Change in percentage density was the primary measure and in comparison with visually assessed percentage density change. Change in dense area and volume were assessed as secondary measures. The analysis only included time points where all automated density measures were available. This was done to ensure valid comparisons between the measures. A similar proportion of images were excluded for each method due to their internal quality control algorithms, except NN-VAS because only GE mammograms could be run (total mammograms n=1798; exclusions: Volpara n=72 (4%); Stratus n=124 (7%); Densitas n=101 (6%); NN-VAS n=387 (22%); total exclusions n=450 (25%)). Analysis used samples of women with mammographic density available (A) at baseline, (B) baseline and first year follow-up and (C) the subset of (B) additionally with breast density at year 2 follow-up.
Summary statistics were reported on the original breast density scale. All other analysis used transformed measures. Transformations were used to reduce skewness and improve approximation to normality. Volumetric percentage density and dense volume were natural logarithm transformed; percentage density measures square root transformed. To help make comparisons between the density methods, the transformed densities were standardised to have zero mean and unit inter-quartile range at baseline. Correlation between the density methods was assessed between women through a weighted Pearson correlation coefficient . Cutpoints for density change for automated methods were selected to aid interpretation with respect to results from the IBIS-I trial : density change in automated methods was defined by a cutpoint that yielded the same number of women in the no tamoxifen group above the cutpoint as the visual 10% absolute density change method and cutpoint used in the earlier study .
A normal linear mixed model for each density measure was fitted by maximum likelihood . Fixed effects were included for (1) intercept, (2) group (tamoxifen vs no tamoxifen), (3) age (per 5 years), (4) body mass index (per 5 kg/m2), (5) time greater than 1 year (indicator variable), (6) year for year 2 onwards, (7) interaction between terms (2) and (5) and (8) interaction between (2) and (6). Random effects at the participant level were included to allow for different trajectories for each woman for a random intercept and slope (time since baseline mammogram), which were assumed bivariate normal. The fixed effects (5) and (7) allow for a different change in density at 1 year between the groups; (6) and (8) allow for different rates of change by year thereafter. Missing body mass index was imputed using the mean. Reliability was estimated using intra-class correlation coefficients (ICCs) from the model, being defined as the estimated residual variance divided by total variance. Profile likelihood 95% confidence intervals were obtained for the model fit parameters. A non-parametric empirical bootrap 95% confidence interval (3000 resamples) was used for the ICC statistics. In a sensitivity analysis, the model was re-fitted in the tamoxifen group alone (without fixed effects (2), (7) and (8)).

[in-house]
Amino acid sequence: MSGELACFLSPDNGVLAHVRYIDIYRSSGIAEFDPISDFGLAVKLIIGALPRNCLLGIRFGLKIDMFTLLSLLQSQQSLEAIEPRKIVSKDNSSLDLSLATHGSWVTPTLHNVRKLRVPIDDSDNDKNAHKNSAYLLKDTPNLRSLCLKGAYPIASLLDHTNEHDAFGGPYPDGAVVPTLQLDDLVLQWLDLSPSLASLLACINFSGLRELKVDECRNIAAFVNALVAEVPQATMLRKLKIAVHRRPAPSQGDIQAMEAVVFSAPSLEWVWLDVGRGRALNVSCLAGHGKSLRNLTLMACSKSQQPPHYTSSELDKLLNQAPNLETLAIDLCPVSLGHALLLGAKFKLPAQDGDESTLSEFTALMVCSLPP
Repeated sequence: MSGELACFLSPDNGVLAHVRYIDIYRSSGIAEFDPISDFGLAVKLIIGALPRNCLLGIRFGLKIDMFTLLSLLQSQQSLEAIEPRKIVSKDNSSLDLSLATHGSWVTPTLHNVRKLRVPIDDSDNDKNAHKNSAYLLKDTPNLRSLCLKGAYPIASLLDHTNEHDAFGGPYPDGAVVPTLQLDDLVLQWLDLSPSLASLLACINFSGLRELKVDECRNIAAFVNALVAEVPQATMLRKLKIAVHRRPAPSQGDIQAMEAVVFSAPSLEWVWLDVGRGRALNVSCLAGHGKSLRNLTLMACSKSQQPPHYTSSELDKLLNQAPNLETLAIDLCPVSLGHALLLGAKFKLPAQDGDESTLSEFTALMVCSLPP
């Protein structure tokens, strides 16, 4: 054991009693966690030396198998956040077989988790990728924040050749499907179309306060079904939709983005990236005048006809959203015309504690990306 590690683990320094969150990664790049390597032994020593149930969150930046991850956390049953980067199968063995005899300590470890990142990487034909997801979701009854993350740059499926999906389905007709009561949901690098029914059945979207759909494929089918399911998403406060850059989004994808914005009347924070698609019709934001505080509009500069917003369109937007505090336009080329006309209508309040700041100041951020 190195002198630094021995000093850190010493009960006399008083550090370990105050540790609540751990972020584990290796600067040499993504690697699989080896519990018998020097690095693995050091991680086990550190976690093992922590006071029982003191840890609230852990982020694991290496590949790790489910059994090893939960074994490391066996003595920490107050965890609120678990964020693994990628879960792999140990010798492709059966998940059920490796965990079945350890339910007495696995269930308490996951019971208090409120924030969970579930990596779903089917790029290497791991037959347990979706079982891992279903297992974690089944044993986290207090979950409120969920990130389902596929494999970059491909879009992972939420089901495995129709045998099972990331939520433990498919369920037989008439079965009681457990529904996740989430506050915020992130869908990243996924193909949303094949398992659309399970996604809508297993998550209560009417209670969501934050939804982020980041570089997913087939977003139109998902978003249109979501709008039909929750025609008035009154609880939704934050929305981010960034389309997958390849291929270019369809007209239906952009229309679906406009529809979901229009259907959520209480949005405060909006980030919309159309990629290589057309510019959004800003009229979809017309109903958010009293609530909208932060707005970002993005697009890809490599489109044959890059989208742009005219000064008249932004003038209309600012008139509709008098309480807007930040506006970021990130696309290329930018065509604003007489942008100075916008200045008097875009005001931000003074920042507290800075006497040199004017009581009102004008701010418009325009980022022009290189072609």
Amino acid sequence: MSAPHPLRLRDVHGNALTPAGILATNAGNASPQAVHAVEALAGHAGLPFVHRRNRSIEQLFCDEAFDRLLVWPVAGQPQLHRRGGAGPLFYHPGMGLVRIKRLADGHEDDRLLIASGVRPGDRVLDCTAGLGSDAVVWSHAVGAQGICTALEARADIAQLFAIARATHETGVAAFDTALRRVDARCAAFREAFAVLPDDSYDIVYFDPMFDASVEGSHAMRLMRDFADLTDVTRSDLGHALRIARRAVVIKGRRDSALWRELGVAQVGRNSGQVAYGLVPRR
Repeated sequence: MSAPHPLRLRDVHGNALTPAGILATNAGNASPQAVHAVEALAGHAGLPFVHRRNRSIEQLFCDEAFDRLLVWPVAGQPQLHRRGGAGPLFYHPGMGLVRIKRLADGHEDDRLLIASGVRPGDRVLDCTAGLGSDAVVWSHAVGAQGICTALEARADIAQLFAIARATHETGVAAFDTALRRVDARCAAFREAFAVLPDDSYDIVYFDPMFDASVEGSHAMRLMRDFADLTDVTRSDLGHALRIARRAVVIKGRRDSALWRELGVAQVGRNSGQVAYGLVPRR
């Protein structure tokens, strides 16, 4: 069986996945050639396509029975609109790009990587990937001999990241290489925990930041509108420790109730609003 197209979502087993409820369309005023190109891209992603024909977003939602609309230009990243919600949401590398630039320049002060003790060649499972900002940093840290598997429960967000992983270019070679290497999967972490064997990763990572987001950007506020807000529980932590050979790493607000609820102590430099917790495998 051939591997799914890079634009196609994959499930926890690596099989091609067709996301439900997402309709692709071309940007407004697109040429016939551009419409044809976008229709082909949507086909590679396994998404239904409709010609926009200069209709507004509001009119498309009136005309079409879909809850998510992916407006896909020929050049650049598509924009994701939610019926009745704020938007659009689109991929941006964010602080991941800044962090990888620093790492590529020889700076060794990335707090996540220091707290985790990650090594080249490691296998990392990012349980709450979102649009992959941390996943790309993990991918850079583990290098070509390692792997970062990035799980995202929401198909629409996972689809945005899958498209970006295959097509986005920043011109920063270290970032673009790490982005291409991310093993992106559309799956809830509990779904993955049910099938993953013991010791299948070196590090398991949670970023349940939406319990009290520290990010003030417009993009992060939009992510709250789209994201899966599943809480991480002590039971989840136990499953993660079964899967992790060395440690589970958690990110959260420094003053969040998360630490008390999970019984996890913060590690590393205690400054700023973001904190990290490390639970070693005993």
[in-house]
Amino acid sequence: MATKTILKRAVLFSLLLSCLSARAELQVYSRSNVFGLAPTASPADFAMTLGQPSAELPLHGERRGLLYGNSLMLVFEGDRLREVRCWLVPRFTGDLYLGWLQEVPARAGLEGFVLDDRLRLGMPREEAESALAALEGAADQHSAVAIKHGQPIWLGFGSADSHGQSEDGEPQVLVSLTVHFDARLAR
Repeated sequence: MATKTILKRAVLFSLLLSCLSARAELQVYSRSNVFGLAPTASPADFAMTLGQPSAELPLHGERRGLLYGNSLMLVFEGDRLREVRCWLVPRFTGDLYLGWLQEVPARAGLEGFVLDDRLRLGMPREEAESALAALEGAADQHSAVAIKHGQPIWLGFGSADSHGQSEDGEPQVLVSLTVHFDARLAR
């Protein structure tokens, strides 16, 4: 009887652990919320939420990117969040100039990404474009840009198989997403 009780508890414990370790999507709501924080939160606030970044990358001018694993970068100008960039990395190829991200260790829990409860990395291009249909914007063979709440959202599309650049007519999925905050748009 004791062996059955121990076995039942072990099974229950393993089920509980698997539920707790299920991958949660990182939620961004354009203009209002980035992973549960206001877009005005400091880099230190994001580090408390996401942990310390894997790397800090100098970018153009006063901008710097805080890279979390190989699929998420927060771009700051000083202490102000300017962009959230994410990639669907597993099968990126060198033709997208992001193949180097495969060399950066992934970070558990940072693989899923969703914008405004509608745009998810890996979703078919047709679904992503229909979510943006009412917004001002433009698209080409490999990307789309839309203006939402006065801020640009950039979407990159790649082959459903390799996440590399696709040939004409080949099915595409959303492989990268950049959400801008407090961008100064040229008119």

A predictive test was used to assess stability of different measures of breast density change at 1 year in women receiving tamoxifen. This compared predicting change at 2 years to be either (i) individual change at 1 year or (ii) mean density change at 1 year (i.e. the same predicted change in density for all women). Predictive ability was measured using mean squared error (MSE). This loss function is also the criterion used to fit ordinary linear regression models. The MSE of (i) relative to reference (ii) was estimated with non-parametric percentile bootstrap 95% confidence intervals.
The two cohorts were broadly comparable at baseline in analysis samples A (tamoxifen n=126, no tamoxifen n=172), B (tamoxifen n=94, no tamoxifen n=112) and C (tamoxifen n=70, no tamoxifen n=89; Fig. 1, Supplementary Tables S1-S5). The tamoxifen and no tamoxien groups were well matched for age and had similar body mass index. Approximately one quarter in both the tamoxifen and no tamoxifen group were obese (body mass index of greater than 30 kg/m2), one quarter over weight (body mass index greater than 25 kg/m2), and one quarter had a BMI less than approximately 22 kg/m2. Projected lifetime risk was similar, with the majority at high risk (more than 30% lifetime risk). Approximately 80% had children, and the age at first child was similar in those with children, being 27 years on average in the tamoxifen and no tamoxifen groups.
Mean percentage density differed substantially between all methods of measurement, as did the average change in percentage density between baseline and year 1 in the tamoxifen group. The mean absolute percent density change in women receiving tamoxifen ranged from approximately 1.4 (Volpara) to 7.8% (Stratus), while there was very little change during the first year in the no tamoxifen group (Table 1). However, there was a strong correlation between different percentage density measures in both the tamoxifen and no tamoxifen groups (all repeated-measures correlation coefficient > 0.8, Table 2 and Supplementary Table S6, Supplementary Figure S1), and on a standardised scale, the average change was similar for different measures of breast density. Total volume or area was negatively correlated with percentage density partly because it is the denominator of percentage density.